This issue proves the extent to which black culture is invalidated by the world but also American society and black people themselves. Although some black people, like André, reminisce back to Africa to feel the deep cultural void they feel for their perceived lack of unique and MEANINGFUL traditional styles of music, dance, song, dress, etc, some feel as though Black Americans have NO culture and are “just black.”

I HATE the concept of “just black.”

The ideology of black Americans as “just black” is a dehumanizing tool that society perpetuates to keep black people feeling inferior. By calling black Americans “just black”, society simplifies black life and culture to something that is prefaced with “just” – something small, insignificant, “just” there.

It sweeps our deep, deep history and culture and PROMINENCE in this country right under the rug, just like André’s decision to have an “African Coming of Age Ceremony” to get his son back in touch with his AMERICAN blackness.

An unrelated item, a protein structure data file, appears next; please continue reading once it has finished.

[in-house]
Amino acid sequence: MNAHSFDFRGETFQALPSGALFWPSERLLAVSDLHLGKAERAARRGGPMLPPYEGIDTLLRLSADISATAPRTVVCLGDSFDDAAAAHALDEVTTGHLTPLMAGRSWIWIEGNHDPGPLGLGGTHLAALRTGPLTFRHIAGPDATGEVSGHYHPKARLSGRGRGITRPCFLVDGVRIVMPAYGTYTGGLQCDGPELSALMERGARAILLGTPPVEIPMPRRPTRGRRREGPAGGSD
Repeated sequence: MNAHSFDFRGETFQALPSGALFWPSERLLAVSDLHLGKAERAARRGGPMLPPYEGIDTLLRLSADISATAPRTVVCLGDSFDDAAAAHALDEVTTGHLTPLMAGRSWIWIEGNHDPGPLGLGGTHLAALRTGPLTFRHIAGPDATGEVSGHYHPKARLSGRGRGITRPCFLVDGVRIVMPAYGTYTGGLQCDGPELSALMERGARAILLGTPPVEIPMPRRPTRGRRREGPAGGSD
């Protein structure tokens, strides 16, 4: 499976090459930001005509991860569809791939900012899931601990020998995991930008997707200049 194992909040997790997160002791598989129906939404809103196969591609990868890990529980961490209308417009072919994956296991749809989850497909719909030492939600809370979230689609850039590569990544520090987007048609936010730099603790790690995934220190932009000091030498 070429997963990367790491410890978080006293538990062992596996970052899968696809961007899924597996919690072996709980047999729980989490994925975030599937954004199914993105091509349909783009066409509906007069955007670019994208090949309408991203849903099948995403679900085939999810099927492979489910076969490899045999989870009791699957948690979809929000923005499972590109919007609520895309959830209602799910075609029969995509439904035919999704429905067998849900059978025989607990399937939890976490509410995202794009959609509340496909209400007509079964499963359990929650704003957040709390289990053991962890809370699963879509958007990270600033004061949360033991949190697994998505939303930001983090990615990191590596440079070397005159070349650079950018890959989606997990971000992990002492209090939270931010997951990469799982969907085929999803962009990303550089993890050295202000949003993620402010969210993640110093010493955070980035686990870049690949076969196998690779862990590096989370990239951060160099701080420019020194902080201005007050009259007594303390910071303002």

I hope this rant doesn’t come off too offensive towards Black-ish and its writers. Clearly, its a comedy show and its something I am definitely going to continue watching. I just hope that the show will, at some point, validate black culture in a true and positive way that doesn’t feel the need to draw on a generic, abstracted “African” lineage or over-reliance on the played-out trope of how all black Americans are so “urban” (whatever that means). As much as I would like to say that black culture needs no validation, the reality in my eyes is that it does. It needs to be showcased and appreciated and acknowledged.

But what do you think? Wiill you be watching Black-ish? What do you think will come of it? WIll it create more stereotypes of what it means to be black in America or nullify them? Let me know what you’re thinking about what I’m thinking.

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14 thoughts on “Black-ish “Keeping it Real” with an “African Coming of Age Ceremony” Nullifies Authentic Black American Culture

  1. I completely agree with you, and I do believe it will only create more stereotypes of what it means to be black in America mainly because it’s based on black people belittling themselves. But that is due to ignorance. I strongly believe that in this generation, there is too much ignorance, and networks should be making more of an effort to conceptualize new programs based on truth while the opportunity is there to teach and inspire the current and future generations.. instead of taking the easy way out and perpetuating incorrect notions that get us nowhere. But maybe that is exactly the goal: To get us nowhere. We need more leaders.. and better ones.